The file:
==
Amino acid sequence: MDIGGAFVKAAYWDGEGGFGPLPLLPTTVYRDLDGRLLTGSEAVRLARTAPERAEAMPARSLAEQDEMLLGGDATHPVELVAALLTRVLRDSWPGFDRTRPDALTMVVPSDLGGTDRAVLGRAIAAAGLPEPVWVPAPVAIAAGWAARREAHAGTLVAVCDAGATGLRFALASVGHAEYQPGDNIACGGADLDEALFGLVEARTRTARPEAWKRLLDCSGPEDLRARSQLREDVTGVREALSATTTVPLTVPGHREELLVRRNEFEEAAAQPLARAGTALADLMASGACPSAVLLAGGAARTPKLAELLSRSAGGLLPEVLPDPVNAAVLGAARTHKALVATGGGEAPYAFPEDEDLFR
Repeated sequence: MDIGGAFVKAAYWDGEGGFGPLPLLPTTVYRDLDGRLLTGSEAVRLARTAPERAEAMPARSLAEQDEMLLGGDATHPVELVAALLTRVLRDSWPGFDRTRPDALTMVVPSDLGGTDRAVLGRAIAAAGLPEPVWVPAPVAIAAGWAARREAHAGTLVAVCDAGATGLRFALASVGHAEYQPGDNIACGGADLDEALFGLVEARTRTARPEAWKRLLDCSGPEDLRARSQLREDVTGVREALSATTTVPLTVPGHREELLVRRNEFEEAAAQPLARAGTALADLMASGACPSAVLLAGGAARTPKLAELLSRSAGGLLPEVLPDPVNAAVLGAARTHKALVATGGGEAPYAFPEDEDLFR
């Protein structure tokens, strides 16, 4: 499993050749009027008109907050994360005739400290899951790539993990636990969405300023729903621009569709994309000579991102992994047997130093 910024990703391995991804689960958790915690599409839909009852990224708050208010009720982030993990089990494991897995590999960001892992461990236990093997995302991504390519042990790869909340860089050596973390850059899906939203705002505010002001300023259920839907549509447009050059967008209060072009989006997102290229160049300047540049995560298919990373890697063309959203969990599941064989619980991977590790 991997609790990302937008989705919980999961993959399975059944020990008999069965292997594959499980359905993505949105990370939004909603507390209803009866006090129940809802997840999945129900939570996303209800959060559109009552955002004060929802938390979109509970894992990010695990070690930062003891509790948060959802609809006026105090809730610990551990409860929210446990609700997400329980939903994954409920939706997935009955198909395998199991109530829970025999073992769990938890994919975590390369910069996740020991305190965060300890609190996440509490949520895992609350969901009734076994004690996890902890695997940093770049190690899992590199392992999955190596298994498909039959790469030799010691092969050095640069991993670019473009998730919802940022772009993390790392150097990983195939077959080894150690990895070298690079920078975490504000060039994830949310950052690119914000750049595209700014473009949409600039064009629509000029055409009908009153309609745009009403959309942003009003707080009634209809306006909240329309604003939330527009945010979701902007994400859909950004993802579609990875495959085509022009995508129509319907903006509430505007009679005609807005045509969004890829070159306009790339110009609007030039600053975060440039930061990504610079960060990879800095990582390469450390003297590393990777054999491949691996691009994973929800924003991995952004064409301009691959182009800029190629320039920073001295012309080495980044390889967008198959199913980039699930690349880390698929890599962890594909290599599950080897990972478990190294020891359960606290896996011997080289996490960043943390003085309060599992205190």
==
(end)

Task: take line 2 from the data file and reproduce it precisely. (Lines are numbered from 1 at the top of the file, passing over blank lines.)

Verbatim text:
Repeated sequence: MDIGGAFVKAAYWDGEGGFGPLPLLPTTVYRDLDGRLLTGSEAVRLARTAPERAEAMPARSLAEQDEMLLGGDATHPVELVAALLTRVLRDSWPGFDRTRPDALTMVVPSDLGGTDRAVLGRAIAAAGLPEPVWVPAPVAIAAGWAARREAHAGTLVAVCDAGATGLRFALASVGHAEYQPGDNIACGGADLDEALFGLVEARTRTARPEAWKRLLDCSGPEDLRARSQLREDVTGVREALSATTTVPLTVPGHREELLVRRNEFEEAAAQPLARAGTALADLMASGACPSAVLLAGGAARTPKLAELLSRSAGGLLPEVLPDPVNAAVLGAARTHKALVATGGGEAPYAFPEDEDLFR